Rob Fitzpatrick from Georgia Tech’s Game Lab is presenting on characters and morality. Three dimensions of dramatic dimension – games (in contrast) heavily oriented towards action. Psychological and social data is mostly absent. However morality is becoming more important/popular. In single player games you can measure everything the player does.

Crono Trigger (1995): after a couple of hours, there’s a trial against you where the NPCs argue that you are morally reprehensible based on how you play. If you eat an old man’s lunch cos it’s a powerup at the trial he’ll speak against you.This isn’t done later in the game, simply because (one assumes) the data would just be too much. Also the verdict of the trial has no effect, you always go to jail.

Ultima Online (1995): First successful MMPORG. All objective single player data still exists. The player and other players ideas about the character are outside the game but affect the way you play the game, and are attached to the character. The death of Lord British. Rainz was unknown before he killed Lord British, but becamse known to EVERYONE afterwards – he was a celebrity, everyone loved him (until he was banned). Obviously changed his gaming experience hugely, but outside of the game system. UO has a reputation system based on e.g. how many players you’ve killed, use evil magic. Using evil magic matters to the world, but there’s another system measuring how many players you’d murdered – this was implemented to show the difference between characters who steal and characters who are player-killers, so players can react to things that affect them most.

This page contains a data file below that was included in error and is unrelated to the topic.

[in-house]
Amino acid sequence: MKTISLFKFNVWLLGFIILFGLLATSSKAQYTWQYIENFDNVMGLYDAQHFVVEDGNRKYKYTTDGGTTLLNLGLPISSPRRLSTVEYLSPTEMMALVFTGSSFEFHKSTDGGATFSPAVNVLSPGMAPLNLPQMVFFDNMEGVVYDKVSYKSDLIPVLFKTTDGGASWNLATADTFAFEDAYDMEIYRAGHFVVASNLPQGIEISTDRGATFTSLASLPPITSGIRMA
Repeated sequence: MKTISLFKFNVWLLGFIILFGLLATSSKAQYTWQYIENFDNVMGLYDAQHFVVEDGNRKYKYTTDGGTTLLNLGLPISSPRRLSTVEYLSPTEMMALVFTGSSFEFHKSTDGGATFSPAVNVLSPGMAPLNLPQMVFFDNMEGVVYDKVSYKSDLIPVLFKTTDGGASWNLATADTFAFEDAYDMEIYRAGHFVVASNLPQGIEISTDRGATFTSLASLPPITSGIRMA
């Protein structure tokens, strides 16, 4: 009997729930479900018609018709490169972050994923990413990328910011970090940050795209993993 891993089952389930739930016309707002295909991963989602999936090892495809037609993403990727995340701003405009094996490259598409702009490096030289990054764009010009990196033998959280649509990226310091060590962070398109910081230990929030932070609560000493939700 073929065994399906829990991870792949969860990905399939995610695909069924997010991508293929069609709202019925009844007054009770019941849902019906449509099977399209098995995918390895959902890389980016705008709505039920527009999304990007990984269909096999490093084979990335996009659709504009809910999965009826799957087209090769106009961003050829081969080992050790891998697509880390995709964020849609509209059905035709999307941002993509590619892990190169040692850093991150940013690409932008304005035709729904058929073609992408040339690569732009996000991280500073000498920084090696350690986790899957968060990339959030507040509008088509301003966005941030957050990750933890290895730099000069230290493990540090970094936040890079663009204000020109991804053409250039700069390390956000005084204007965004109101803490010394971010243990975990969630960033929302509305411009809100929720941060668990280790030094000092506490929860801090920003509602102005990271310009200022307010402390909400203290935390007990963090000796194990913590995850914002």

Encoding character morality:

  • granularity (not just good/evil but murderer/protector, thief/ ?, deceiver/honest etc)
  • chaos & consistency (is the character consistent in morality?)
  • forgiveness (there’ll always be a way where what you did stops mattering in time

Leave A Comment

Recommended Posts

Image on a black background of a human hand holding a graphic showing the word AI with a blue circuit board pattern inside surrounded by blurred blue and yellow dots and a concentric circular blue design.
AI and algorithmic culture Machine Vision

Four visual registers for imaginaries of machine vision

I’m thrilled to announce another publication from our European Research Council (ERC)-funded research project on Machine Vision: Gabriele de Setaand Anya Shchetvina‘s paper analysing how Chinese AI companies visually present machine vision technologies. They find that the Chinese machine vision imaginary is global, blue and competitive.  […]